An Idyl of the Sea, Wilhelm Kray


The fable of that imaginary inhabitant of the sea, the mermaid, is as old as fable itself. In one form or another it exists throughout the world. The islanders of the Indian Ocean and the South Sea; the Esquimaux of the North and the Patagonians of the South, as well as the coasst and maritime nations of the civilized world, have each their special version of the tale. It was, unquestionably, the foundation for the myths of the sirens, tritons, nereids, and the like in classic antiquity. Science, with its usual pitiless adherence to demonstrable facts, has traced its origin to those curious marine animals of which the seals and sea-lions are the most familiar types, but art does not permit science to rob it of its picturesque material, and with the painters the mermaid retains its legendary shape and attractiveness, and the world which loves pictures has no occasion to regret the fact. It has furnished the German artist, William Kray, with a charming motive, which he most charmingly works out in his "Idyl of the Sea." With him the mermaiden becomes a mermother, who sports in the waves with her baby mounted on her back. The baby is altogether human in form, however, so that the picture may safely be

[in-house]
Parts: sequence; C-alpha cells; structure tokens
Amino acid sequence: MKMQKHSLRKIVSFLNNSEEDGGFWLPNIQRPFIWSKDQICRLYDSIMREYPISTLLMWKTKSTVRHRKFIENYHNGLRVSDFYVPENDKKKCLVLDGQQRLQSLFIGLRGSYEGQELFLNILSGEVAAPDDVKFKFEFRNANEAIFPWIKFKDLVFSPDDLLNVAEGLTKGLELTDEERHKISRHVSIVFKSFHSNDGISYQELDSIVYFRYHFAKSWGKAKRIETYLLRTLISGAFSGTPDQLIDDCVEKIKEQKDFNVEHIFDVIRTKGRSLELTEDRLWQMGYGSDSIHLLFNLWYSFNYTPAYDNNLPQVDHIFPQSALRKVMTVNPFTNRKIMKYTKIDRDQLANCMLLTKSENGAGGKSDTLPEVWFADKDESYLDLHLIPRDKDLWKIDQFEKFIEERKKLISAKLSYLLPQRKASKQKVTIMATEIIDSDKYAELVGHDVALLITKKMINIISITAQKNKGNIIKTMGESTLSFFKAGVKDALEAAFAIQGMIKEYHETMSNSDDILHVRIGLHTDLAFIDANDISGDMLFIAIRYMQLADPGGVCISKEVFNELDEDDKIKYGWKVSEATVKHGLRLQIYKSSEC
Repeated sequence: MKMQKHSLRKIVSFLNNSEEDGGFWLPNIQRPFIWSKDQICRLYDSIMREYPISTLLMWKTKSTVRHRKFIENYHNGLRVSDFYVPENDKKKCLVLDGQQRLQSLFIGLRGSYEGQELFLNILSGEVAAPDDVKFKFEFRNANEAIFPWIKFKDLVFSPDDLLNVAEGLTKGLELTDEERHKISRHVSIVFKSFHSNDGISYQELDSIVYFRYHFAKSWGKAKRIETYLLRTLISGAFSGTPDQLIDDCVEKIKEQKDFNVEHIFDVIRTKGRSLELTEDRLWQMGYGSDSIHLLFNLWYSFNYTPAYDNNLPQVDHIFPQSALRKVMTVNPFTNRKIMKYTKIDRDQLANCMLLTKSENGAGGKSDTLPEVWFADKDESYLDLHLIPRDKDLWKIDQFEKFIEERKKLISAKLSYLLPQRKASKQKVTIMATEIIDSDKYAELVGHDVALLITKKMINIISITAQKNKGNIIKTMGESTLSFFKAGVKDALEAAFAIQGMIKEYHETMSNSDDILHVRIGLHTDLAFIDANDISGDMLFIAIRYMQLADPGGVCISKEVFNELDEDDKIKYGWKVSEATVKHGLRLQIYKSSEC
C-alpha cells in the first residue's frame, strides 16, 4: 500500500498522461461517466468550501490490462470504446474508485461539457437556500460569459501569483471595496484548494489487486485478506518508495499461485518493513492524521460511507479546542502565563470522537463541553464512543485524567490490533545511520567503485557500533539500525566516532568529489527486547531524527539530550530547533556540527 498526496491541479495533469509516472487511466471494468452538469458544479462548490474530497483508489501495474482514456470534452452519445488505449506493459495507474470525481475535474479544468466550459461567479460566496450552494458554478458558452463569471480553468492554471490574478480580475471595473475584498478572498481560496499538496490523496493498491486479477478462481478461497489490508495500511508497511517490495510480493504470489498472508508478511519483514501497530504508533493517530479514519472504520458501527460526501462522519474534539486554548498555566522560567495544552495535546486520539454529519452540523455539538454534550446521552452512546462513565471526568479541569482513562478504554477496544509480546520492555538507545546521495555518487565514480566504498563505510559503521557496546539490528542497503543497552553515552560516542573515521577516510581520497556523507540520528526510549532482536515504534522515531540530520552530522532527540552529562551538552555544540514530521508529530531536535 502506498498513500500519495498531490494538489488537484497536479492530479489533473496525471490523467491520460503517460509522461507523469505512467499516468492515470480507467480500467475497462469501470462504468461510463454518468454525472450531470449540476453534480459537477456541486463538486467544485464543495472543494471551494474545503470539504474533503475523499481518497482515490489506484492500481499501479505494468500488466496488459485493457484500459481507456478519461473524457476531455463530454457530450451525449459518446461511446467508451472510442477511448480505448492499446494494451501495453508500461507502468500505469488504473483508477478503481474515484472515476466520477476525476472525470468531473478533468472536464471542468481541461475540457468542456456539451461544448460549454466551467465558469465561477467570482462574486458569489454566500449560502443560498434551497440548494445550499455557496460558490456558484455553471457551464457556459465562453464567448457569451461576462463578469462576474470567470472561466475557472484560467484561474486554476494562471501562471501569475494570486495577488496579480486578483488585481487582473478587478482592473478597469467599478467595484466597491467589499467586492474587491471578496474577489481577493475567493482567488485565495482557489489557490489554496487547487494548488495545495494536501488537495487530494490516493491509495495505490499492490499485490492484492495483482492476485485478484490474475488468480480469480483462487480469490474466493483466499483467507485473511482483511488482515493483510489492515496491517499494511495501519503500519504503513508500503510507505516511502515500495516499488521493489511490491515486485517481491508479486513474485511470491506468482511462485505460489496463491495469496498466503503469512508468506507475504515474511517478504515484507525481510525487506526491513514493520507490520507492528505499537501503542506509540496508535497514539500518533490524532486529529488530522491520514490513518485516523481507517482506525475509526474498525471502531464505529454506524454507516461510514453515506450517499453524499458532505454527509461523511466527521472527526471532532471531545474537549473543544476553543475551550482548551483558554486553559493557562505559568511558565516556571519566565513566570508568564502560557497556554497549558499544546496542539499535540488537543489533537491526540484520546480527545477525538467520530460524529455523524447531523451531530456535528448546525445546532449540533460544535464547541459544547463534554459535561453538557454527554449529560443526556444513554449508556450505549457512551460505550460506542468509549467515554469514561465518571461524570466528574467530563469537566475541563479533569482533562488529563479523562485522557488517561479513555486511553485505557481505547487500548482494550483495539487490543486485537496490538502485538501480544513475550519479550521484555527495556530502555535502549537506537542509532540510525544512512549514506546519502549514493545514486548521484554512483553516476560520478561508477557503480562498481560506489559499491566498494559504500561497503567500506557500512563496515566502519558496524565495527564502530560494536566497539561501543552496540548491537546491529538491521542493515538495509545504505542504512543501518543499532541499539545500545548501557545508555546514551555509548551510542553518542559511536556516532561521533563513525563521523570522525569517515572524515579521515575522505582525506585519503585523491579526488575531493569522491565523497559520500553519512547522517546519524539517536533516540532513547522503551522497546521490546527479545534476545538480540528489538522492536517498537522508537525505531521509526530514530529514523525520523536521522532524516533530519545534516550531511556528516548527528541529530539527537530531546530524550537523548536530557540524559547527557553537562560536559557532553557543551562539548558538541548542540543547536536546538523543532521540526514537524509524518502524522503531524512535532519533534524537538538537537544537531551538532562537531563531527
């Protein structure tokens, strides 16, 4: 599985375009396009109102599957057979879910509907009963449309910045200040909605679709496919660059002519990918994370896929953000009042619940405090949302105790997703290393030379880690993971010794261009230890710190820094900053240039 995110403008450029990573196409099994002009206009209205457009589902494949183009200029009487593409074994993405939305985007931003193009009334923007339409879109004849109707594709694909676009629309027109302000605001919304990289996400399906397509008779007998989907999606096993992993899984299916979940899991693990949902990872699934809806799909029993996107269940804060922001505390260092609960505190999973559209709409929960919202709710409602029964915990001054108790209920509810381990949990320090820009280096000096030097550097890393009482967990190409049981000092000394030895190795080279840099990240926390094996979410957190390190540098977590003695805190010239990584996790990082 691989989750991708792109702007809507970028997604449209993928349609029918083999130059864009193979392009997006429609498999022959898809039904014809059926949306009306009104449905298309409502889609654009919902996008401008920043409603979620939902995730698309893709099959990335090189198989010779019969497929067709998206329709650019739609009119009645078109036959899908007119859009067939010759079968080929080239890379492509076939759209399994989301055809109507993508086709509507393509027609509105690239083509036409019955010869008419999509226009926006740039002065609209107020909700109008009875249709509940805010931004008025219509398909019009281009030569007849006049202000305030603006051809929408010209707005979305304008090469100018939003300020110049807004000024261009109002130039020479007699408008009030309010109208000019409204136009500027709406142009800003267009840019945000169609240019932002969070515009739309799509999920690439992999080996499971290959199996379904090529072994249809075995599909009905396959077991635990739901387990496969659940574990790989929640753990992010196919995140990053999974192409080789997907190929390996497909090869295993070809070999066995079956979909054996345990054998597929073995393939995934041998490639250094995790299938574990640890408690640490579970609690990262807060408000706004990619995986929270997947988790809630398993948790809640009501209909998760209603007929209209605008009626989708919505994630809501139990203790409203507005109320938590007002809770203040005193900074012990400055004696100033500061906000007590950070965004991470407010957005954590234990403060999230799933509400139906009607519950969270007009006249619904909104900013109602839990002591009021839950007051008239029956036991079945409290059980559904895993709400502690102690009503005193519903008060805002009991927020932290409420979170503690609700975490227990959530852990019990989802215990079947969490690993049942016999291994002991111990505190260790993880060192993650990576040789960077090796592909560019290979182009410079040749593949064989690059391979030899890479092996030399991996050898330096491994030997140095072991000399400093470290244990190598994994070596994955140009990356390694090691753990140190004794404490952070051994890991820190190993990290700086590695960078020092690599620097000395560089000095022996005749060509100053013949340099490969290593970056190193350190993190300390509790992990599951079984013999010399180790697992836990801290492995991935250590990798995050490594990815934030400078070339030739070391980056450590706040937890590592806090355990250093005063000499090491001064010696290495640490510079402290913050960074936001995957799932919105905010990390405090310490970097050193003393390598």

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Chapter 4 Text

Wilhelm Kray

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